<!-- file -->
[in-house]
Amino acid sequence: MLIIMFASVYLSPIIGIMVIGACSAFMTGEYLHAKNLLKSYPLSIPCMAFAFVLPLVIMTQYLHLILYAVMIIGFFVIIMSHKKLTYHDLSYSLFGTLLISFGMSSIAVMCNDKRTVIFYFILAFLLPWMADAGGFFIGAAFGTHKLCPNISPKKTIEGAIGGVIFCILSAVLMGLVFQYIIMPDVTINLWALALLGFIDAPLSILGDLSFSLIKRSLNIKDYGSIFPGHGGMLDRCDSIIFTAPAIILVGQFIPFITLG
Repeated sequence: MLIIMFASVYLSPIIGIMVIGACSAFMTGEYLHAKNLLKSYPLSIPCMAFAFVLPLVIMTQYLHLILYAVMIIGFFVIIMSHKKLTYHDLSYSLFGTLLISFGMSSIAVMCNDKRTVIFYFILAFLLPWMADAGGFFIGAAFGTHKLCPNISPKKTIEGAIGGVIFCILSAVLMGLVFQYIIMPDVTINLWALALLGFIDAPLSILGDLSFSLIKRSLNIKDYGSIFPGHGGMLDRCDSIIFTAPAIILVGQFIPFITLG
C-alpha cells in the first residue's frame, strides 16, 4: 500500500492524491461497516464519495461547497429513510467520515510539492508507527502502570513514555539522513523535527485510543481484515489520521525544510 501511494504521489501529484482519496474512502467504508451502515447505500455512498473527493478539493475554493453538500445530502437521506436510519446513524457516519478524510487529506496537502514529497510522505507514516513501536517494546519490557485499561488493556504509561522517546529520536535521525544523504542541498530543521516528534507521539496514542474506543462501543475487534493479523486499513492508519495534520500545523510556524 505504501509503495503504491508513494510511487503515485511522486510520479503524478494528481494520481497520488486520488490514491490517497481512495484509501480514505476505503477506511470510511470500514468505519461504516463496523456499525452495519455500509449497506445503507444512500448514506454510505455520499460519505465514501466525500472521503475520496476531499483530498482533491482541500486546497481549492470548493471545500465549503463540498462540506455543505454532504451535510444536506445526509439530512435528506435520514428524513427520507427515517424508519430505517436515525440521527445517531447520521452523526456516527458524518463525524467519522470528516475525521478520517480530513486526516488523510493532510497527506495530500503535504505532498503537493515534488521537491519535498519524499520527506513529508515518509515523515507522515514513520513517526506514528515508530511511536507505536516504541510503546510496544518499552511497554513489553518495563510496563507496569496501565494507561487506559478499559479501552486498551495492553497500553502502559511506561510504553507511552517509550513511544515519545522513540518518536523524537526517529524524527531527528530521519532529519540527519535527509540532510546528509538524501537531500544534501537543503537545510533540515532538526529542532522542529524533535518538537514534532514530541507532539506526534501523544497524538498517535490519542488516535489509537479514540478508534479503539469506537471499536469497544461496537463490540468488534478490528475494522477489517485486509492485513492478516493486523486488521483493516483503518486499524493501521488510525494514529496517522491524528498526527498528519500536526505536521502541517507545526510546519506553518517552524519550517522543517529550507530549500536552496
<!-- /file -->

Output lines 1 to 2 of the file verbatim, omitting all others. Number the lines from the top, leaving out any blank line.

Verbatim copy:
[in-house]
Amino acid sequence: MLIIMFASVYLSPIIGIMVIGACSAFMTGEYLHAKNLLKSYPLSIPCMAFAFVLPLVIMTQYLHLILYAVMIIGFFVIIMSHKKLTYHDLSYSLFGTLLISFGMSSIAVMCNDKRTVIFYFILAFLLPWMADAGGFFIGAAFGTHKLCPNISPKKTIEGAIGGVIFCILSAVLMGLVFQYIIMPDVTINLWALALLGFIDAPLSILGDLSFSLIKRSLNIKDYGSIFPGHGGMLDRCDSIIFTAPAIILVGQFIPFITLG